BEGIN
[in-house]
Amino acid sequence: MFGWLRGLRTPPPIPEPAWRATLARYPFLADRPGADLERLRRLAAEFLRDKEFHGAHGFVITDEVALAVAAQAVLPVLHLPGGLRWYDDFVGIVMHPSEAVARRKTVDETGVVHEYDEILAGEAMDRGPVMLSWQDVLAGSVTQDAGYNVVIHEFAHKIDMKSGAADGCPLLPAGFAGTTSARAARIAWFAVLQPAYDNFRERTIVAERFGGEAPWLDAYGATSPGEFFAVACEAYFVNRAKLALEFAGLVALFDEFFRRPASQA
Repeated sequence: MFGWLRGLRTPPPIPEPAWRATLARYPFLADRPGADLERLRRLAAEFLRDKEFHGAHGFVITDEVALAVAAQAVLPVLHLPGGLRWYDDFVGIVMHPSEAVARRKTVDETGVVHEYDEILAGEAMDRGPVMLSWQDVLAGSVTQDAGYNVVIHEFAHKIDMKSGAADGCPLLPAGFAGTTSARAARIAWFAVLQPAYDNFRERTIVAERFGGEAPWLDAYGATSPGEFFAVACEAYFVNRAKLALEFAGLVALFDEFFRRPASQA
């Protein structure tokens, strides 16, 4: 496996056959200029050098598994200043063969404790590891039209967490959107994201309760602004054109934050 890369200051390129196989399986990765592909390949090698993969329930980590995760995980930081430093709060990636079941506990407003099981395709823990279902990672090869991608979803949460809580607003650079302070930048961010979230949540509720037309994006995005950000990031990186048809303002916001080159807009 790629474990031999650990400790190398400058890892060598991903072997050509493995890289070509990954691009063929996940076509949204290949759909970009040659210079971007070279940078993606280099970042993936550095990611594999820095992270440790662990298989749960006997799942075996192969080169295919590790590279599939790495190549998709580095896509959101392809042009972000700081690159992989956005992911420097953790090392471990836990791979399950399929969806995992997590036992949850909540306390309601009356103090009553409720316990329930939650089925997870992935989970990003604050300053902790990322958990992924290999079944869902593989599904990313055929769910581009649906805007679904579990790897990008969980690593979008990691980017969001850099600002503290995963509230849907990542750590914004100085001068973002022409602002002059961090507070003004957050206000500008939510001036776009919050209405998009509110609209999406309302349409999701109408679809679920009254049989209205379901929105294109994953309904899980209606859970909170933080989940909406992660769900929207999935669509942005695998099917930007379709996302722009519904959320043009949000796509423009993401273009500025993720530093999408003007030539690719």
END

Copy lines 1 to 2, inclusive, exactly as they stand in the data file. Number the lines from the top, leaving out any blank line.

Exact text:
[in-house]
Amino acid sequence: MFGWLRGLRTPPPIPEPAWRATLARYPFLADRPGADLERLRRLAAEFLRDKEFHGAHGFVITDEVALAVAAQAVLPVLHLPGGLRWYDDFVGIVMHPSEAVARRKTVDETGVVHEYDEILAGEAMDRGPVMLSWQDVLAGSVTQDAGYNVVIHEFAHKIDMKSGAADGCPLLPAGFAGTTSARAARIAWFAVLQPAYDNFRERTIVAERFGGEAPWLDAYGATSPGEFFAVACEAYFVNRAKLALEFAGLVALFDEFFRRPASQA